• 2 tablespoons capers, drained
  • 1 teaspoon fresh lemon juice, plus more if needed

Preheat the oven to 425℉ with a rack positioned in the center. Line a heavy-duty rimmed baking sheet with parchment paper (or just scrub later).

Cut the Brussels sprouts into halves or quarters to make for bite-size pieces. Place them in a large bowl to toss with the olive oil, plus a sprinkling of salt and pepper. Arrange the coated sprouts in a single layer on the baking sheet. (You don’t want them crowded because they’ll steam instead of caramelizing.) If some leaves fall off that’s fine; leave them to roast, as well.

Roast the sprouts for 20-25 minutes, turning once or twice to encourage even cooking. They should be tender throughout and nicely browned.

To make the browned butter, melt the butter over medium heat in a small skillet or saucepan (smaller than 6-inches across so that it doesn’t burn). Once it’s melted, add the mustard seeds, increase the heat to medium-high, and cook until the butter foams and turns golden brown. This will only take about 2-minutes, so watch carefully and swirl the pan frequently to prevent it from burning. Next, add the capers and lemon juice, removing the pan from the heat immediately. They’ll sizzle! Season with salt and pepper to taste and keep warm until the sprouts are out of the oven. (The butter process took about five minutes. It could be started towards the end of the roasting period.)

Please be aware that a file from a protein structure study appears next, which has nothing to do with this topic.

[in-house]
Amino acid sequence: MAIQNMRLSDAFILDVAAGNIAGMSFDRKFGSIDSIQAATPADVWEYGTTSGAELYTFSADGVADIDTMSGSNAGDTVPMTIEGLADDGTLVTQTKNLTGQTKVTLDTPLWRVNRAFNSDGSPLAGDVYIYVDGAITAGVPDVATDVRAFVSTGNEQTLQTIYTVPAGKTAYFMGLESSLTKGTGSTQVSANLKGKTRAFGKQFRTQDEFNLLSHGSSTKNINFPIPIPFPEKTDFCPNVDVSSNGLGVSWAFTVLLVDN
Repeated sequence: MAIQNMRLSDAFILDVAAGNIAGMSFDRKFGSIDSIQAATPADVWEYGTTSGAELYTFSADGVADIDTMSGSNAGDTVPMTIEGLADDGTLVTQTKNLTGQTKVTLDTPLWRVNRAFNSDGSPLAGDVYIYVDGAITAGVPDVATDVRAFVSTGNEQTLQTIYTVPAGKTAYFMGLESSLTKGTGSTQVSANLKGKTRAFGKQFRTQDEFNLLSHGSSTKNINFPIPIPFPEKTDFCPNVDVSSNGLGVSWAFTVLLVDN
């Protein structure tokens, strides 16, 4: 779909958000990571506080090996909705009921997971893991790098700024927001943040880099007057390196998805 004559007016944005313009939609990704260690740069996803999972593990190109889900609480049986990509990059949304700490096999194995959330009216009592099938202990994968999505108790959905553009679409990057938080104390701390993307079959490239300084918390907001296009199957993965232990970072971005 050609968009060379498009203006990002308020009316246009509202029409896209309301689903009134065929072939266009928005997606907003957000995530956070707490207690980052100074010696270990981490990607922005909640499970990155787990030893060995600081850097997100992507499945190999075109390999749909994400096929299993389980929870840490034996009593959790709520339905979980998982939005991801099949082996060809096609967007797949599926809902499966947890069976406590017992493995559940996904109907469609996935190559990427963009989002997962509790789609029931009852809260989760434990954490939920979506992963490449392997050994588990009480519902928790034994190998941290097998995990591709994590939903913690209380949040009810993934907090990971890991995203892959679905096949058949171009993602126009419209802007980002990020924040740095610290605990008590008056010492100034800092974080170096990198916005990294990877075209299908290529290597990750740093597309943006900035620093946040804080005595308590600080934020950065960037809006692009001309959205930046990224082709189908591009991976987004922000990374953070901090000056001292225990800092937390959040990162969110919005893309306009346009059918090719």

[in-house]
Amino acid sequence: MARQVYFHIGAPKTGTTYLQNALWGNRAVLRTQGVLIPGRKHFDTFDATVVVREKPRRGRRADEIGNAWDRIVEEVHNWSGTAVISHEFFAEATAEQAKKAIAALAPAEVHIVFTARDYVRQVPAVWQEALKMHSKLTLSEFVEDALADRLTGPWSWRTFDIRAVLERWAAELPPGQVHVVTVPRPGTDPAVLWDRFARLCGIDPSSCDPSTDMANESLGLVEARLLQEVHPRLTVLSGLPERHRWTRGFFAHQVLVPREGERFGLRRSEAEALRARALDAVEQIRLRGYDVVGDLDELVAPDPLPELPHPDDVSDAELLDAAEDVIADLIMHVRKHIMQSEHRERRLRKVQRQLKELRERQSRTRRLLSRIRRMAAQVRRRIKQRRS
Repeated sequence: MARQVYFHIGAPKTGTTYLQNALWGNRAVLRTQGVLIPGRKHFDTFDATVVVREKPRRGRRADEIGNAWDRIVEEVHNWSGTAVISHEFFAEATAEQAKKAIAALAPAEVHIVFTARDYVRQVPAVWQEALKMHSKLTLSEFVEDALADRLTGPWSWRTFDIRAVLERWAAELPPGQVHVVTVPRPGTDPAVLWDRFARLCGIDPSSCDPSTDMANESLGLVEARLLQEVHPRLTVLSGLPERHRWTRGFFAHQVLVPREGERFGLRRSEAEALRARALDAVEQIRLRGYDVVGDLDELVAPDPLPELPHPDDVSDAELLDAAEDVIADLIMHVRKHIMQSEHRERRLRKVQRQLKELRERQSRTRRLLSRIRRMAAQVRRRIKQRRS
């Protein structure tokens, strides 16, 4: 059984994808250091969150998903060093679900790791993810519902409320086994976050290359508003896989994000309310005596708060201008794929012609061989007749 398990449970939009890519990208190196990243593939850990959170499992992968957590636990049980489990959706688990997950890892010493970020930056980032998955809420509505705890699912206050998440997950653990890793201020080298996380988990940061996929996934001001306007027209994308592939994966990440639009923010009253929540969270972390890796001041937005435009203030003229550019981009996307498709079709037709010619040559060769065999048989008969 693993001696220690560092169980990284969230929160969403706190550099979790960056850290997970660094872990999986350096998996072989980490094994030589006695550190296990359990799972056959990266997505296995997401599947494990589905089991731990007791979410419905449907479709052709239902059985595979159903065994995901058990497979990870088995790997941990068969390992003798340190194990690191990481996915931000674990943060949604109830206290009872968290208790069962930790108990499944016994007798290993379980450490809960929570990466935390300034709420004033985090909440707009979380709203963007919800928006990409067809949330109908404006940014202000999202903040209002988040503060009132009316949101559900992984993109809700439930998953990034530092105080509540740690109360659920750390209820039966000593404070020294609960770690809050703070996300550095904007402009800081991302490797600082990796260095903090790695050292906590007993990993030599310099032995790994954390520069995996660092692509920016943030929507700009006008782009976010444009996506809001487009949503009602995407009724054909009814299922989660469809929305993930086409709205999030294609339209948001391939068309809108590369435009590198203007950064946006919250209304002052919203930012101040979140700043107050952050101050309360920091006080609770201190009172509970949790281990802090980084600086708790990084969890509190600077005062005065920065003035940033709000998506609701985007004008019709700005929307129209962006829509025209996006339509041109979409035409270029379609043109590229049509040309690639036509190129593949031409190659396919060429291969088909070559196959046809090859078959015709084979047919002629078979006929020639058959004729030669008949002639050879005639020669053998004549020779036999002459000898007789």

Serve the sprouts after tossing them together with the browned butter mixture. Add more salt, pepper or lemon juice as desired.